Referring again to the algorithm it is seen that F is the number stored by register 53 indicating font position, N is a number stored by memory 43 representing an input character, and C is the number stored by memory 44 indicating the columns for printing input character N. To provide the calculation of adding F to C and comparing this number with N, there is provided in FIG. 6 adder 41 and comparator 42. The basic computation performed by these units has already been described with reference to FIG. 5. FIG. 6 is not intended to be just a more detailed showing of the system shown in FIG. 5 but illustrates a preferred embodiment of the print selection system, i.e., a system which is suited for use with a printer in which the print characters are spaced to align with every second column. Thus, referring again to FIG. 3 it is seen that the first print character corresponding to code number 32 is opposite hammer 3 in the third column when the second print character corresponding to code number 33 is opposite hammer 5 in the fifth column. Thus, adder 41 in FIG. 6 is responsive to half of the value of each number stored in memory 44. The algorithm thus becomes F C/2 N to accommodate there being half as many print characters along the print line as there are columns. For example, the print character at column 6 is the third print character from column 1.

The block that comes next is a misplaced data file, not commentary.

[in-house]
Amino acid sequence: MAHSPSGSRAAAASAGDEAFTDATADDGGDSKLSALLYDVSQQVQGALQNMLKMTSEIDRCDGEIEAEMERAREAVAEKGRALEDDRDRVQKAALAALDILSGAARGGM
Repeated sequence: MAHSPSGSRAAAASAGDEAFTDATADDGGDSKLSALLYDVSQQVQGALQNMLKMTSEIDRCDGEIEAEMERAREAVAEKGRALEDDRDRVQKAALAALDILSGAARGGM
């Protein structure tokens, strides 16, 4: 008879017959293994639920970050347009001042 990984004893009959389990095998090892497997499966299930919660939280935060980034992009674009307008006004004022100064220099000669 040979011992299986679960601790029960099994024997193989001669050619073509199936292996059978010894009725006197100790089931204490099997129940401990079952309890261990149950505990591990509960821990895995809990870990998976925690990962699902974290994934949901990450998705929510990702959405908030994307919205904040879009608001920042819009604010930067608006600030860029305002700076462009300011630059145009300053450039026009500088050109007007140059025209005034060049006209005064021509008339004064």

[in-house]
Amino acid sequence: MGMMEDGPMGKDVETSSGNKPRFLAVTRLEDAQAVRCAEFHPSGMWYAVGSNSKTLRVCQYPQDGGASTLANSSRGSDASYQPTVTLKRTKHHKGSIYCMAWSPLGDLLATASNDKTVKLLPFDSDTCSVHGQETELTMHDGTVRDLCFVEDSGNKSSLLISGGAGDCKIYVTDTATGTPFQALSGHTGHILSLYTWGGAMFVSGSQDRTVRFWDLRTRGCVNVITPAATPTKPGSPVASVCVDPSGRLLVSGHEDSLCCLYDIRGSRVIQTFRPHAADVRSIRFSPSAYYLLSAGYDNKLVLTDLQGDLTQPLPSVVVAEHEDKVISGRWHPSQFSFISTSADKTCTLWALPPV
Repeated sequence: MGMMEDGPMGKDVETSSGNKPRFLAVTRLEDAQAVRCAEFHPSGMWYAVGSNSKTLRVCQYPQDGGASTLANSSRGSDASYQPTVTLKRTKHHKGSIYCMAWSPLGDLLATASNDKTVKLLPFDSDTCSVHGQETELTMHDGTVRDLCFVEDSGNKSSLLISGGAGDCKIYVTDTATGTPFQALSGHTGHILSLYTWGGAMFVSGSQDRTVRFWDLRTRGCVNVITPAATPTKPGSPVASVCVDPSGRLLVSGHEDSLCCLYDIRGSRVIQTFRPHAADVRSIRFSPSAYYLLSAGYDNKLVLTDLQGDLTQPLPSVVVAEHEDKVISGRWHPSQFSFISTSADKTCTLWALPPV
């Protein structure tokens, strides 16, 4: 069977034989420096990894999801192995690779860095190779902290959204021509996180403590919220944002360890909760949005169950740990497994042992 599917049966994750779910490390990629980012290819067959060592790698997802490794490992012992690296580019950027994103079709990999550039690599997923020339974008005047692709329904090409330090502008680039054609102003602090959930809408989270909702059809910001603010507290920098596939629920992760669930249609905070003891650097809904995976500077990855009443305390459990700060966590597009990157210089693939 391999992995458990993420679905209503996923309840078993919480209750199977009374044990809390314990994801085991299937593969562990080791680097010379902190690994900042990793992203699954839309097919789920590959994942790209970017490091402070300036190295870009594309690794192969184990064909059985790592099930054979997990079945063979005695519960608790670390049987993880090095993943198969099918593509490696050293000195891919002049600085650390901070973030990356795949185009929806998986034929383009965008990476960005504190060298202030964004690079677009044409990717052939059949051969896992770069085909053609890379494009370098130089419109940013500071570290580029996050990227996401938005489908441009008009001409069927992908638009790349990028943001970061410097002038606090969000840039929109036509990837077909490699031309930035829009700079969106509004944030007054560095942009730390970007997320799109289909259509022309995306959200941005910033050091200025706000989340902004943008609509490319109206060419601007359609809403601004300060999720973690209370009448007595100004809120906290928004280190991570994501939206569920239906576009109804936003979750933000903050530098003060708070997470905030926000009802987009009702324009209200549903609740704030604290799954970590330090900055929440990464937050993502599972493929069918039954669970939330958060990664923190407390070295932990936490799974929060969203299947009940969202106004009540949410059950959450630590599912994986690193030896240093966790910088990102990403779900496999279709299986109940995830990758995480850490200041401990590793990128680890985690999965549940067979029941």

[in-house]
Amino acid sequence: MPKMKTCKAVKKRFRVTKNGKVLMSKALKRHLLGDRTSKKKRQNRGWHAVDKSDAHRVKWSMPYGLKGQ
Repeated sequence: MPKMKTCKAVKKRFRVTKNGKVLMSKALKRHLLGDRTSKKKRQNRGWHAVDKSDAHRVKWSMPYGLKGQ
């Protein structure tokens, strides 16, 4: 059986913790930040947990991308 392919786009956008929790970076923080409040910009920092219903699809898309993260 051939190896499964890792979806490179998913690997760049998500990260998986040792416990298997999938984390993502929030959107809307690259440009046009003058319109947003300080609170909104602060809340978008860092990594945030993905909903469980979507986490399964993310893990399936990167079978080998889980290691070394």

In FIG. 6, lead 74, connecting memory 44 to adder 41, indicates that only half the value of each number stored in memory 44 is applied to the adder. Lead 74 is connected to storage unit 56 at the bit 55 position instead of the last bit 56 position thereby obtaining one half of the column number stored in this last memory position.